Not quite the level of excitement it used to be — but for me the kids’ table is always more fun. Since this is a holiday from work, I would much rather be debating our favorite episodes of Yo Gabba Gabba (and whether Lance Rock was wearing the orange sneakers or the white) than haranguing about mid-term elections.

falconreid/stock.xchng

For Thanksgiving this year it will just be my two — so we’re planning to take the far end of the table which actually juts out into the foyer of my in-laws’ house. It will still be decorated with linens and china, but we skip the wine glasses and keep the bowl of cranberry sauce snuggly planted at the other end of the table. This arrangement also allows the kids a quick escape when they’ve had their fill on the first course and we excuse them until the turkey comes out later in the afternoon.

Mainly it was out of necessity that my husband and I started sitting at the Thanksgiving kids’ table when our son was a toddler. Someone had to take the place of honor at the far end and it might as well have been us, since we needed to hop up and down on a moment’s notice.

But neither of us seemed to mind the “preferred seating” and we plan to keep our spots until the incoming nieces/nephews bump us over to adult territory.

For reasons that include peace of mind, I hope the tradition of the kids’ table lives on until my children pass the final exam at the etiquette school I keep threatening to send them to. (Or until there are enough other little kids running around that no one can pinpoint just who spilled the ketchup on the new, creamy white, fabric-covered dining room chair.)

Will there be a Thanksgiving kids’ table at your celebration next week? Was there one when you were a kid?

Originally published November, 2010

Move Over Applesauce, Hello Halloween Candy!

In our house, my youngest child, 17-month-old S., is a big fan of “M-M-Ms.” (That’s “M&M’s” for those of you who don’t speak toddler.) He doesn’t get them very often, but when he does, it is cause for celebration, complete with dancing, hand clapping, waving arms and plenty of “RAY!”s.

© lusi/stock.xchng

© lusi/stock.xchng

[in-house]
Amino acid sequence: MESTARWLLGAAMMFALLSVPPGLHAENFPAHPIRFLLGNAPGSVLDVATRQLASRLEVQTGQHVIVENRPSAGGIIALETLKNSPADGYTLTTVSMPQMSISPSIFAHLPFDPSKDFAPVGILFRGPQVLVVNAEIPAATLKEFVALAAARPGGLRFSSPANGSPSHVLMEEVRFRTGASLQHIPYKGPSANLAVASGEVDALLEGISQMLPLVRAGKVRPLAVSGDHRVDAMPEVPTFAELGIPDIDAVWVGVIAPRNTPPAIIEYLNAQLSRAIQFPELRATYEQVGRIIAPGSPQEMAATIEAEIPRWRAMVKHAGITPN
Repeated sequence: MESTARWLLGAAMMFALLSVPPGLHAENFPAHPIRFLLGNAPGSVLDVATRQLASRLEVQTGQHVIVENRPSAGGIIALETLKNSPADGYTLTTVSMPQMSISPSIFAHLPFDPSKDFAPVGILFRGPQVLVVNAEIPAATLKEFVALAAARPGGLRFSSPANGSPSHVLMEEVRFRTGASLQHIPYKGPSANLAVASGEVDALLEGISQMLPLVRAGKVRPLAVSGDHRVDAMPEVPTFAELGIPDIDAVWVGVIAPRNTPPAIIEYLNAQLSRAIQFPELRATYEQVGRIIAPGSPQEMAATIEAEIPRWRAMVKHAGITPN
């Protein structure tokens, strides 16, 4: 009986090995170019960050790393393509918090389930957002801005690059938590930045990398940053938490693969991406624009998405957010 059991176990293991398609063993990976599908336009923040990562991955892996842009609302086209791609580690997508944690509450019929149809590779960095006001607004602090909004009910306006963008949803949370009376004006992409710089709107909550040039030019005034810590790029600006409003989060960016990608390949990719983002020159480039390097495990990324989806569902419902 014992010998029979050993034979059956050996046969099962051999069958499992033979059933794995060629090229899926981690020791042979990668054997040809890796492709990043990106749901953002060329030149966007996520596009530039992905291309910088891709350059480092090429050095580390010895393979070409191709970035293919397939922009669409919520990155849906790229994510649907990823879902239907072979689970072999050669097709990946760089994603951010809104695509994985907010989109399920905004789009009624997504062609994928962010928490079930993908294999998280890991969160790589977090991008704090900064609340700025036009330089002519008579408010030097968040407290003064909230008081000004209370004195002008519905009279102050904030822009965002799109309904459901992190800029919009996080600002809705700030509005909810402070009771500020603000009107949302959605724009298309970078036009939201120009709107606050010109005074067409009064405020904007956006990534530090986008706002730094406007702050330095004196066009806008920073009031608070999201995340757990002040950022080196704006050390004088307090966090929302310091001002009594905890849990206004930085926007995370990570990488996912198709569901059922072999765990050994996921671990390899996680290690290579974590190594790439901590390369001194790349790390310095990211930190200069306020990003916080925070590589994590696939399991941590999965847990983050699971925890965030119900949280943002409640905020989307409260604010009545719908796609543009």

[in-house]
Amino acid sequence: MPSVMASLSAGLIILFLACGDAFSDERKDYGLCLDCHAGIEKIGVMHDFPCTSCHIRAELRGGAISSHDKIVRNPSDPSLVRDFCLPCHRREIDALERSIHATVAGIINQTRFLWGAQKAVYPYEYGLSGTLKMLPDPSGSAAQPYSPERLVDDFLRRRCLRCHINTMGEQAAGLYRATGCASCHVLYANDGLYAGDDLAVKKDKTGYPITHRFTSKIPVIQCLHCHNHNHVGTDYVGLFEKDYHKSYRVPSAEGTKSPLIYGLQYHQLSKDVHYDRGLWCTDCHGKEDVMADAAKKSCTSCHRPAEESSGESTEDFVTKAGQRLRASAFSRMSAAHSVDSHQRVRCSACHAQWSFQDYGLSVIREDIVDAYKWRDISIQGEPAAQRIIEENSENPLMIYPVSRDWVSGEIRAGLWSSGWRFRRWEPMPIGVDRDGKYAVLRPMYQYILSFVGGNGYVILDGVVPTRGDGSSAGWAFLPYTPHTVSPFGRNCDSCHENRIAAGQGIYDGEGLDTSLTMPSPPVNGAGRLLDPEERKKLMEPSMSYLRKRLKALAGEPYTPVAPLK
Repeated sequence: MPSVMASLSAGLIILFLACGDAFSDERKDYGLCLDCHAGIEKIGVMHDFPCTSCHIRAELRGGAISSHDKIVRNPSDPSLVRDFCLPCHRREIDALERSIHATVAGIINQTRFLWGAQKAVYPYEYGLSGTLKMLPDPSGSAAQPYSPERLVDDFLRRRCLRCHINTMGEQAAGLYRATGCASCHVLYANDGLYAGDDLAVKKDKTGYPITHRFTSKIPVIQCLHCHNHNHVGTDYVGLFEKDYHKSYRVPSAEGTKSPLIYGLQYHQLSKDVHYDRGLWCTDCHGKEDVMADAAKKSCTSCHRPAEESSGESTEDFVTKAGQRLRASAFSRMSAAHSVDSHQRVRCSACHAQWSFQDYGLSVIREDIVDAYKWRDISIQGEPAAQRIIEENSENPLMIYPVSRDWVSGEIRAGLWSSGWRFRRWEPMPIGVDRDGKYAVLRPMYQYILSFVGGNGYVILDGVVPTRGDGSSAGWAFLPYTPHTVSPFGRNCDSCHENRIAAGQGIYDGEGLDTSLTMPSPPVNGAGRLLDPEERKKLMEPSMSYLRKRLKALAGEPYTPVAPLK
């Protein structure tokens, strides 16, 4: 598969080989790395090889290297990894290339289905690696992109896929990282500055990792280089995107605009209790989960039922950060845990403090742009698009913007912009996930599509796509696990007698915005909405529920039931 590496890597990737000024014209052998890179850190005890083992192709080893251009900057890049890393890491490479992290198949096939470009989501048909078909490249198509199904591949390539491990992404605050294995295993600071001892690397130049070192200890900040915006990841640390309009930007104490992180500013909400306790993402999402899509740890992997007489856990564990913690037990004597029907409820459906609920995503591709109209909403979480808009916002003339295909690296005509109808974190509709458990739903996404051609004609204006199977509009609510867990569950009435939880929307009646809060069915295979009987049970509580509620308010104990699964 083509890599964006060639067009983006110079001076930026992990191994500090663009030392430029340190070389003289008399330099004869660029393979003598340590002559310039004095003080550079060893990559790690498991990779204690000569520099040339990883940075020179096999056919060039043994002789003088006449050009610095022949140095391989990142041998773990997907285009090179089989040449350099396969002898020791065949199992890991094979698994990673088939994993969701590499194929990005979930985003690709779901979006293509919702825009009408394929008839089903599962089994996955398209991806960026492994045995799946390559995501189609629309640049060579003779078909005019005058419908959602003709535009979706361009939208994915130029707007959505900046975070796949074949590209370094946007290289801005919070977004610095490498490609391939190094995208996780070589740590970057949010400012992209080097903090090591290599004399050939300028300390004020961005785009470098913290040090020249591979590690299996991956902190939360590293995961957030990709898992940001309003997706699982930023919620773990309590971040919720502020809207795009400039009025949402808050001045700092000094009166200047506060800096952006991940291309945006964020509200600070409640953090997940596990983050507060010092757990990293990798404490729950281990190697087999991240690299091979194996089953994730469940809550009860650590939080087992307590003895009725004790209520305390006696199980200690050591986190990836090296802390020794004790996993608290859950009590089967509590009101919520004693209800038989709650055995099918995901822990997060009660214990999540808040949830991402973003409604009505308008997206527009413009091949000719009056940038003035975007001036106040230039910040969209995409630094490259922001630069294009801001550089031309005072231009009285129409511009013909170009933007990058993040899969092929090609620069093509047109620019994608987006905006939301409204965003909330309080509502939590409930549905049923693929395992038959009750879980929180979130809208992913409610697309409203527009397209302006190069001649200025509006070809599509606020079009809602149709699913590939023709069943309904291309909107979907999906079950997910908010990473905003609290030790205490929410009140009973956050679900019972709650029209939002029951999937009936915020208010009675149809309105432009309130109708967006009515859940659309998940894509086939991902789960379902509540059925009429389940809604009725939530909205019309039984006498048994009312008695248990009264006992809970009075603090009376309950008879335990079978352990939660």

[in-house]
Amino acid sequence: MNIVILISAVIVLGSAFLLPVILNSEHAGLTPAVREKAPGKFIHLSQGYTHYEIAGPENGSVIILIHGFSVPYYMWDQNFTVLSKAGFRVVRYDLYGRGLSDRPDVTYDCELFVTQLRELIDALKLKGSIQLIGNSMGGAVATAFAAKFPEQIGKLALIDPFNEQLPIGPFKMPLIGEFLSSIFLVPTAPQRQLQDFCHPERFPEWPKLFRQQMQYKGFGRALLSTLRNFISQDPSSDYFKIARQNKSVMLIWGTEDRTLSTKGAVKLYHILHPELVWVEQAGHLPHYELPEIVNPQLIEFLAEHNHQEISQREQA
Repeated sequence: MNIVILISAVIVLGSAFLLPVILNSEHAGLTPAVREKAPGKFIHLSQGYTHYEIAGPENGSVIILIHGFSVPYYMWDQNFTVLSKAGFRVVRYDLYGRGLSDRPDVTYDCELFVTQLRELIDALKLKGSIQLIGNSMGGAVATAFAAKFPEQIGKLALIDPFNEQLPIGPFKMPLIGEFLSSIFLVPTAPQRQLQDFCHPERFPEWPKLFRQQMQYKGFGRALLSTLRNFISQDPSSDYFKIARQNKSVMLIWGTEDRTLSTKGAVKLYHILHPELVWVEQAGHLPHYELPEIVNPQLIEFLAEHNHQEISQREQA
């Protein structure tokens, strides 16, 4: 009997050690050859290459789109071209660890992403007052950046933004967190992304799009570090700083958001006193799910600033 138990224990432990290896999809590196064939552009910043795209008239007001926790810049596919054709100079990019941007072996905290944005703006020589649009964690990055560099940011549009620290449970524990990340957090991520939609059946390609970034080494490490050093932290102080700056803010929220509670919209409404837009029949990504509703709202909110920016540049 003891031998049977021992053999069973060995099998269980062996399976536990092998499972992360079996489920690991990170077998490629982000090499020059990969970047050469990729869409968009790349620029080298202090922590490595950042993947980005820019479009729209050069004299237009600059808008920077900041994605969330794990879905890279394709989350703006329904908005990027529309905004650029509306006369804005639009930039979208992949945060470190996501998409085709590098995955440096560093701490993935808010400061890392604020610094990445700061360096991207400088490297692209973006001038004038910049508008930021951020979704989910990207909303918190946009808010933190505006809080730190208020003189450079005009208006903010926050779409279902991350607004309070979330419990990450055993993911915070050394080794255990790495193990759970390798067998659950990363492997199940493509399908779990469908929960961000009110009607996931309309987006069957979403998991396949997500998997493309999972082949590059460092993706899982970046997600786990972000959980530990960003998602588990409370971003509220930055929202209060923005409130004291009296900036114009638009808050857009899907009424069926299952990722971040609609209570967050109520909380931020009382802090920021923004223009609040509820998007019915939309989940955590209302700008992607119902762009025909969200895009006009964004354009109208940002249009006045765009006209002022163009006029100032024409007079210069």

It’s adorable. And yet somehow I feel guilty for enjoying his display of joy.

I know that we have an obesity epidemic in this country. And I realize that these sweet nuggets of chocolatey goodness probably aren’t the wisest of food choices for my little guy. But he likes them. And he’s a good boy. And sometimes I like to give him a treat.

Or bribe him.

After his first haircut, the barber gave S. a lollipop, admittedly, a type of candy that I’m not a fan of at all. (Every time I hear the candy bump up against my kids’ teeth I can practically see the sugar coating them.) And I’m terrified of choking. But after a traumatic experience like getting your hair trimmed for the very first time, is it really so bad to let a kid kick back with a “La-Pop!”?

I know after I’ve had a long day a little bit of chocolate always makes me feel better, so why would that be different for a toddler?

The key of course is moderation. When C. and A. were toddlers, they didn’t have any candy at all. Guess what? They still love it and would eat their weight in Nerds if I let them.

When S. does get candy — and so far it’s just been M&M’s and the one la-pop — he gets very little, maybe five or six pieces. Even still, that tiny amount of sugar and chocolate is enough, causing him to turn into a bit of a whirling dervish, spinning and shouting around the house, bouncing off the walls. Now I don’t know if he’s just deliriously happy or it really is the sweet stuff hitting his bloodstream, but it’s enough to give me (a little bit of) pause, limiting his treats to just once a week or so.

Still, this Halloween you can bet I’ll be letting S. not only do a little trick-or-treating, but reap the rewards too. To be sure he’ll get something he can have, I bought M-M-M’s as the candy we’ll be handing out.

If I can just convince him to give them to the trick-or-treaters.

Originally published in October, 2010

Pretzels Anyone? A Sugar-less Halloween

This Halloween will be like no other, now that my daughter is a preschooler.  You see, I’ve tried to keep her away from the gobs of Halloween candy that tend to get thrown into the bags of the oh-so-cutest trick or treaters.

But an innocent toddler she is no more.  Last year, I was able to entice her with pretzels instead of lollipops, but I think she will be much wiser to my tricks this year.  Nope, no more toddler yogurt snacks filling in for mini-Musketeers.  This year, she’ll be snubbing her nose at animal crackers and tearing open the Kit Kats.  Guess the party’s over in my world.

Don’t get me wrong, I never was the mom that forbid a gram of sugar from ever coming within 50 feet of my child — but I did put up a valiant effort to impose some limits.  A bag of M&Ms here, a lollipop there was OK with me.  I never used candy as a bribe and even if I did buy the occasional candy reward, my kids knew that they weren’t leaving the store with those dipsticks attached to a bag of pure sugar.

Up until now that is.  My Little Mermaid is going to be swimming her way through a sea of candy, trying to keep up with her big brother who boasted for days after last Halloween that he had filled his treat bag up to the bellyache line.

In the interest of full disclosure, I am not one to shy away from a Snickers bar.  I ate peanut M&Ms religiously every afternoon when I was pregnant with L.  Ice cream is still one of my favorite snacks.  So it’s not that I’m trying to spoil the enjoyment of a sweet treat for my kids (or the best holiday of the year), but I twinge at the thought of so MUCH candy.

I guess the best I can do is to keep track of what S. is unwrapping as we make our way from house to house.  My strategy is to steer her toward the chocolate, since there has to be more nutritional value in that than chewy squares of colon-clogging colored corn syrup.

And maybe she’ll be delightfully side-tracked when we happen upon one of those houses that has a bowl full of pennies or (score) a mini-tub of Playdough.